With respect to whether the new claims related back to the original complaint, the new defendants argued that the allegations had no factual nexus to the original complaint because they relied upon an entirely new set of facts and transactions rather than restate a pleaded claim with greater particularity. The court agreed, concluding that the facts alleged were completely new and used to support claims different from those raised in the original complaint. The defendants also argued that the relation-back requirements under Rule 15 of the Federal Rules of Civil Procedure were not met because the original complaint lacked detail with respect to the transactions forming the basis for the amendment to provide sufficient notice that additional allegations may be pursued. Burtch argued in response that the general recovery language in the original complaint was sufficient to put the new defendants on notice that new allegations may be brought. Again the court agreed with the defendants, finding that the original complaint, which specifically identified by amount, transferor and transferee the transfers to be avoided, did not describe at all the new transfers sought to be avoided. The court therefore found that the new claims did not relate back to the claims articulated in the original complaint.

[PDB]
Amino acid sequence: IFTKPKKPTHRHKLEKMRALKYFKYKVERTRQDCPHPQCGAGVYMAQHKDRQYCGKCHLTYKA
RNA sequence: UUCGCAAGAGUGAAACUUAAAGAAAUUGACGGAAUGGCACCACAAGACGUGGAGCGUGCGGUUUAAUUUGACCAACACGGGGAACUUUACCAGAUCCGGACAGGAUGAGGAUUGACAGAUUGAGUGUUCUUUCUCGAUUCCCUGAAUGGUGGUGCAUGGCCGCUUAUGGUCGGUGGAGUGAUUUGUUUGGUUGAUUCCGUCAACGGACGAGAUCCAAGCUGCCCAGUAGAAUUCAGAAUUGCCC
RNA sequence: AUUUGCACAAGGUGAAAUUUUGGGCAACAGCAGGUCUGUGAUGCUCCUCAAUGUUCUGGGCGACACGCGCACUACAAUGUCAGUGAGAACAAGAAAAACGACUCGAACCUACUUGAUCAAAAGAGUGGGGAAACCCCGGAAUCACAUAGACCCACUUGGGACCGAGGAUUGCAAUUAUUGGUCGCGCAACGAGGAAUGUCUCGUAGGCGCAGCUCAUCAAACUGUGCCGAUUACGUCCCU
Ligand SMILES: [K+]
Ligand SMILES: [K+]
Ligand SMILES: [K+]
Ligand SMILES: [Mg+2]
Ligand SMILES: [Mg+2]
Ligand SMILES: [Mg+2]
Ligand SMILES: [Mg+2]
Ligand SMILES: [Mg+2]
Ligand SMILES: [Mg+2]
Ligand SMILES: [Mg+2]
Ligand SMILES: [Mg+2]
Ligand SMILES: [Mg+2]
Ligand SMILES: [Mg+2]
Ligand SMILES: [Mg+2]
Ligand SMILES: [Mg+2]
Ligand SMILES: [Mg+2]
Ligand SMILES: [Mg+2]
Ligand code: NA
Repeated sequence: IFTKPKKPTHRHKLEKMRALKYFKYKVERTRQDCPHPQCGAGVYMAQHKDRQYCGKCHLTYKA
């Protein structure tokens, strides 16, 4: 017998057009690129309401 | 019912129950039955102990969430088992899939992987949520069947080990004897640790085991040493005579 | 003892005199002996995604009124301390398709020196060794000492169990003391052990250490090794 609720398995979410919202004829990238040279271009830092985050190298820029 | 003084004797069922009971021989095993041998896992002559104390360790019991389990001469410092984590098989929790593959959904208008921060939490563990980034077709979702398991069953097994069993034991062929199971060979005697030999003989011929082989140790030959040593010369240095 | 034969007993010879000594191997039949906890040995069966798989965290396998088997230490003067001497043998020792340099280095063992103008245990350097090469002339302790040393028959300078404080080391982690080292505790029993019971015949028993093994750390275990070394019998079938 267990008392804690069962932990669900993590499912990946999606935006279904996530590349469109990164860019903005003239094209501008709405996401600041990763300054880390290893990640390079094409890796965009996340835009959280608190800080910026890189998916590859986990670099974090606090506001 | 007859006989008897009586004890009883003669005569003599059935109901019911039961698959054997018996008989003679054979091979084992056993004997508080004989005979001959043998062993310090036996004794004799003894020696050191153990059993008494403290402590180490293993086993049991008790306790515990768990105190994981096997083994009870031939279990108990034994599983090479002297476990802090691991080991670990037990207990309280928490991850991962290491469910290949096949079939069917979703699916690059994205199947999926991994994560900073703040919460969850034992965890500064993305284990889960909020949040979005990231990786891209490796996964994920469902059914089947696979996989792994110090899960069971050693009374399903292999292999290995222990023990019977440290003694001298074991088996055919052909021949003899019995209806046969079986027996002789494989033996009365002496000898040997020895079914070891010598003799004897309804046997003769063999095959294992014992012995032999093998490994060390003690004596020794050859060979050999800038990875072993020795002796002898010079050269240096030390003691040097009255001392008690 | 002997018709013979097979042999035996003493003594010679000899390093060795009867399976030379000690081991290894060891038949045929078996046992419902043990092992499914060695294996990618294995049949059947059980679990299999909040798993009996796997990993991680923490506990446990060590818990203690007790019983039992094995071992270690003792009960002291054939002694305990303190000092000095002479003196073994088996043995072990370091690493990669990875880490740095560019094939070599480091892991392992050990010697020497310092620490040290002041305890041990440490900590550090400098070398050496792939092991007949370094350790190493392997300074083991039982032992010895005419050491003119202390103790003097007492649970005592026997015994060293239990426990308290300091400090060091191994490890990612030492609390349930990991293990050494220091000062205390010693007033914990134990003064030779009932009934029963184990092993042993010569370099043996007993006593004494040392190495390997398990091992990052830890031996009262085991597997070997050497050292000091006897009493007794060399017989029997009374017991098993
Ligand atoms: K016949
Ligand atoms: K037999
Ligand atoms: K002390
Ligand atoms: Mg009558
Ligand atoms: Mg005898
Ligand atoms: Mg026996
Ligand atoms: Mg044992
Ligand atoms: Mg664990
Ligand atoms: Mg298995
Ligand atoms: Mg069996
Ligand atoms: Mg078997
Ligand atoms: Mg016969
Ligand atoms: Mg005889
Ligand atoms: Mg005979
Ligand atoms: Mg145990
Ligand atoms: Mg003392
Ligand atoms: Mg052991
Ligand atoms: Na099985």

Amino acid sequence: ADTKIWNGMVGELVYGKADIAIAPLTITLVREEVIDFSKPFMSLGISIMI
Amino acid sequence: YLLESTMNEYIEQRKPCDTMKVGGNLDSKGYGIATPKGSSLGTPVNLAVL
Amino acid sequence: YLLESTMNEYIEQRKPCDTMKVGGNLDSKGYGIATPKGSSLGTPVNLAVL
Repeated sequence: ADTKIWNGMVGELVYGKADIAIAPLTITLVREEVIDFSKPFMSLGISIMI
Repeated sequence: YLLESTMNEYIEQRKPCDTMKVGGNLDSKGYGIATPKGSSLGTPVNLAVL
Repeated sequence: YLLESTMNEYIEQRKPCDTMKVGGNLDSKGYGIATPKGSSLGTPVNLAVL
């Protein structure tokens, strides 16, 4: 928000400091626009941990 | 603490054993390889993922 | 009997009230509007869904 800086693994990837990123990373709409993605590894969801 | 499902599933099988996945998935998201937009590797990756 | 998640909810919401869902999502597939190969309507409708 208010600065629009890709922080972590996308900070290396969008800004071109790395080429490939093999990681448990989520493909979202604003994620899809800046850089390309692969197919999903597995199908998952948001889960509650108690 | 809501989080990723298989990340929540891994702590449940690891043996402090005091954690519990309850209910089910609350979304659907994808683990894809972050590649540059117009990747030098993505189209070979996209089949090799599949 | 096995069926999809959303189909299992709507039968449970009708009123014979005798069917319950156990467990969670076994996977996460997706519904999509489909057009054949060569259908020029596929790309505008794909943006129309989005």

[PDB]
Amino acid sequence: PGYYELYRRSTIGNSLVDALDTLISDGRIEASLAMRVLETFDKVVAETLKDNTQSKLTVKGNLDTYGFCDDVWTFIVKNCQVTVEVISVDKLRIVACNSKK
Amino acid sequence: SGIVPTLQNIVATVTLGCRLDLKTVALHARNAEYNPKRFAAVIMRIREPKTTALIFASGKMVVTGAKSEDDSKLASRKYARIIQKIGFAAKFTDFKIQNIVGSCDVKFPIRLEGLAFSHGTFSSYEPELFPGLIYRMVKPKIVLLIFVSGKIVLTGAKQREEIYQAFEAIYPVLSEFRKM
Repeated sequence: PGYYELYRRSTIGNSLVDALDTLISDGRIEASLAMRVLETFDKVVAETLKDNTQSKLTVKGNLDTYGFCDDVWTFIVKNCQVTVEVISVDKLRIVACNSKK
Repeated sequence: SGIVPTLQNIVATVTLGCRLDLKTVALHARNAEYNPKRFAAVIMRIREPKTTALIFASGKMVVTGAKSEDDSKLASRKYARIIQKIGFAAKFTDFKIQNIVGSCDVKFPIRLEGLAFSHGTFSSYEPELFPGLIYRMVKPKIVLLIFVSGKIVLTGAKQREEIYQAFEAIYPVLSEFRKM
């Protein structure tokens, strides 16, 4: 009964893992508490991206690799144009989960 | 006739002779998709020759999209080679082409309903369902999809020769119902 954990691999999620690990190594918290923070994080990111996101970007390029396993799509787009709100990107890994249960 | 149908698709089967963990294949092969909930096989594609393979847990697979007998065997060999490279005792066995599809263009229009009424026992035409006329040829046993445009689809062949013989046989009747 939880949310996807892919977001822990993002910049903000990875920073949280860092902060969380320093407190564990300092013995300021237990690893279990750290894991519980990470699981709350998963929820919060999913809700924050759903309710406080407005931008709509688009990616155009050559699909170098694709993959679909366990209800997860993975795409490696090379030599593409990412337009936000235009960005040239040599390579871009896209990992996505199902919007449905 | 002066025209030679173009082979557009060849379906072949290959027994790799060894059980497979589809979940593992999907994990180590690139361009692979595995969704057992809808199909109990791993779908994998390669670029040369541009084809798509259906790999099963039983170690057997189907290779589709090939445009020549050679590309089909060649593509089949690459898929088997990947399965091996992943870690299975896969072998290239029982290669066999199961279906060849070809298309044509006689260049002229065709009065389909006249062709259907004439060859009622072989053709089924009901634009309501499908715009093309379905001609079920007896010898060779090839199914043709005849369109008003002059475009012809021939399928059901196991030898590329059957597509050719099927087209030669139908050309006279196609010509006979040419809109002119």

The court then turned to Burtch's argument that the statute of limitations was equitably tolled. The new defendants argued that equitable tolling was inapplicable because they did not affirmatively conceal any information from Burtch regarding the transfers. The defendants also argued that equitable tolling was not appropriate because Burtch failed to perform his statutory obligation to thoroughly investigate the financial affairs of the debtor. Specifically, Burtch did not satisfy the appropriate level of due diligence required because he was in possession of the debtor's books and records prior to the expiration of the statute of limitations and could have reasonably learned of the transfers at issue.

Burtch responded that the defendants' conduct was irrelevant to the equitable tolling analysis and that the debtor's negligent concealment of the transfers on its statement of financial affairs permitted equitable tolling. With respect to the defendants' argument that he failed to perform his statutory obligation to investigate, Burtch argued that he properly relied on the debtor's sworn statement of financial affairs, which did not include the transfers at issue, to meet his statutory obligation. Burtch argued that he could not have reasonably been expected to learn about the transfers prior to the expiration of the statute of limitations without some indication that they existed.

Walrath agreed with Burtch that equitable tolling applied. It was undisputed that the debtor failed to list the transfers on its statement of financial affairs. The court found this to be sufficient evidence of the debtor's concealment of the transfers. It was reasonable for Burtch to rely on the information Opus East provided because there was no indication the schedules were inaccurate.